edited July 2019
    Hang in there. We are currently getting a second perspective on our son’s never ending bowel and bladder issues. Let us know how the new PT helps you. Definitely pursue it. Do not feel scared to ask questions either. 
  • WaylayWaylay Member Posts: 915 Pioneering
    Hi @laurao92 ,

    I'm not an expert, just an experienced chronic back pain patient, so I can't diagnose or anything. I can offer somewhat-educated opinions, but they're not guaranteed to be correct!

    I'm so glad your original surgery went so well! Back pain is often dismissed by medical people, as it's so common - most people will experience it at some point, and there's no way to tell how much pain someone's in. Most cases aren't serious, and get better by themselves within weeks/months, or need bit of conservative management: physio, keeping active, over-the-counter meds, massage, etc. 1.5 years is a long time, tho! When were you referred for physio? It could easily still be a soft-tissue problem, so don't get scared, but it clearly needs looking at, particularly given you're having functional problems.

    Docs don't like to do scans because most adults have something that looks bad on a scan - a bulging disc in the spine, osteoarthritis in a knee, etc., and most of them have no or very mild symptoms. Doing scans can actually give patients erroneous ideas that there's something badly wrong with them, when their pain is actually due to a muscle/ligament/tendon problem. A lot of long-term pain is really frustrating, because scans come back clear, so it's unclear what the cause is. Obviously scans are a waste of resources in these cases.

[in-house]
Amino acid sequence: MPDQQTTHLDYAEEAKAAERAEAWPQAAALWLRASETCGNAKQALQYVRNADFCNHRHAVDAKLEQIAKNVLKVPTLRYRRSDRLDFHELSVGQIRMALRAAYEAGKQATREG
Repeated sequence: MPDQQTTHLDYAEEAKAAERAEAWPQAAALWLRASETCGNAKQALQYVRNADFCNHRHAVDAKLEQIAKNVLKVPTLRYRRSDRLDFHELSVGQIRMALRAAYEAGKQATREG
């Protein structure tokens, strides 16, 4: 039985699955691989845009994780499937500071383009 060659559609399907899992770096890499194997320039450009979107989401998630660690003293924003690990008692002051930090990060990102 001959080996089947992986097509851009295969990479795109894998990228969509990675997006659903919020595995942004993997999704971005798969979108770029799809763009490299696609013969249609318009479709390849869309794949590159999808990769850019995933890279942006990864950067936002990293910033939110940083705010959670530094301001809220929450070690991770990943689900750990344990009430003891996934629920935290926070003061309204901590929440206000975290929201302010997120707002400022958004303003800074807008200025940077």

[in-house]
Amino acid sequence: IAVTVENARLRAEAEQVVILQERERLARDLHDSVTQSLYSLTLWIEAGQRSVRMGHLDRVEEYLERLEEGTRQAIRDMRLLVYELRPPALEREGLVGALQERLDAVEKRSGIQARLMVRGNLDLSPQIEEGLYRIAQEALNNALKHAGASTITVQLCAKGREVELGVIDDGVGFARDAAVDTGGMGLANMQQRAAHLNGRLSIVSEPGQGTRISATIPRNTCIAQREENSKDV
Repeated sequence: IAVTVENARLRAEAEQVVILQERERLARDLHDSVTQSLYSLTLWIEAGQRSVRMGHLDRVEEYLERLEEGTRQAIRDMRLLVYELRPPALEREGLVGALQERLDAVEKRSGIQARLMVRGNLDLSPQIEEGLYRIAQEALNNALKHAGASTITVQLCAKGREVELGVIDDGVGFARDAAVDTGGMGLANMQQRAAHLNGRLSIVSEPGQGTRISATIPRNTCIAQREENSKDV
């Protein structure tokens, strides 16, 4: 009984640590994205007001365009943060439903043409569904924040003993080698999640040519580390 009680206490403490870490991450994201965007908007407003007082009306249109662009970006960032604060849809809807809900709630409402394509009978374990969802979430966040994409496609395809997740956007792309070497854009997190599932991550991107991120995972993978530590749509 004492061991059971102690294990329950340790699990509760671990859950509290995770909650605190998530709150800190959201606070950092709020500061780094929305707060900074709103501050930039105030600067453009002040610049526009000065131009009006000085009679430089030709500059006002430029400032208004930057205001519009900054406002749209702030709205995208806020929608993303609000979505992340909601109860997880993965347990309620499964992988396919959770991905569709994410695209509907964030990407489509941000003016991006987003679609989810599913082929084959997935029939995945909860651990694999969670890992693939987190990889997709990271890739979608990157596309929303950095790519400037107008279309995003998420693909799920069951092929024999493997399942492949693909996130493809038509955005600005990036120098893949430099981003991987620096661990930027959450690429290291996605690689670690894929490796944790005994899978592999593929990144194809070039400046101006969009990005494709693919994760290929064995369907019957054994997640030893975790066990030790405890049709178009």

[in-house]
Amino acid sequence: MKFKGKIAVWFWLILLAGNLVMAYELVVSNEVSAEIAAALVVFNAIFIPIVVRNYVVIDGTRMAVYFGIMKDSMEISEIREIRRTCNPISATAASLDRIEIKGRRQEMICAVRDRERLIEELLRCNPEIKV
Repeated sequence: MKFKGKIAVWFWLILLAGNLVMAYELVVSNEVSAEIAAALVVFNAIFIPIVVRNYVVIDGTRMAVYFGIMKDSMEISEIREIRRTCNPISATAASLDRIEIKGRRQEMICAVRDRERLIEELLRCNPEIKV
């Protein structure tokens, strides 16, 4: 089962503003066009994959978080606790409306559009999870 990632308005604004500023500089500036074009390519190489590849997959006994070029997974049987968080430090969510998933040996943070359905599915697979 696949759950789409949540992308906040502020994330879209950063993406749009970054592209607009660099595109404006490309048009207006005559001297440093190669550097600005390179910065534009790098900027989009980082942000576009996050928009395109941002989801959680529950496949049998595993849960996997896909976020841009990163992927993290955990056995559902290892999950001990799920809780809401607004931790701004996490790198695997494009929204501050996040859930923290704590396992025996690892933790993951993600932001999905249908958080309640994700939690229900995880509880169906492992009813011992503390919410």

So I see their point about not doing scans, but some people *do* have symptoms due to something visible on a scan, and a few people (almost certainly not you!) have something really serious, like cancer. Refusing to investigate can mean that these things occasionally get missed. Keep pushing! 1.5 years is a long time to be in pain! Just be aware that sometimes there is no clear diagnosis.

    Telling patients that it's "in your head", like that stupid physio did, is such bad bedside manner! *ALL* pain is in your head, actually, because it's all created by the brain (this is a long discussion), but even when pain is entirely psychosomatic, it's still real! That physio was an ****.

    Some questions for you:
    - Was your original problem a slipped disc? Which one? If not a slipped disc, what caused the pressure on your spinal cord?
    - How did the current pain start? Was it sudden, do you remember a particular event, or it did it come on slowly?
    - Do you have radiculopathy (sciatica in your leg(s) or similar pain in your arms)?
    - Where is your neuropathic pain? What does it feel like?
    - Do you have other types of pain? Other symptoms?

    Cheers,

    Waylay






  • Chloe_ScopeChloe_Scope Scope Posts: 10,662 Disability Gamechanger
    Hi @laurao92, how are you doing today?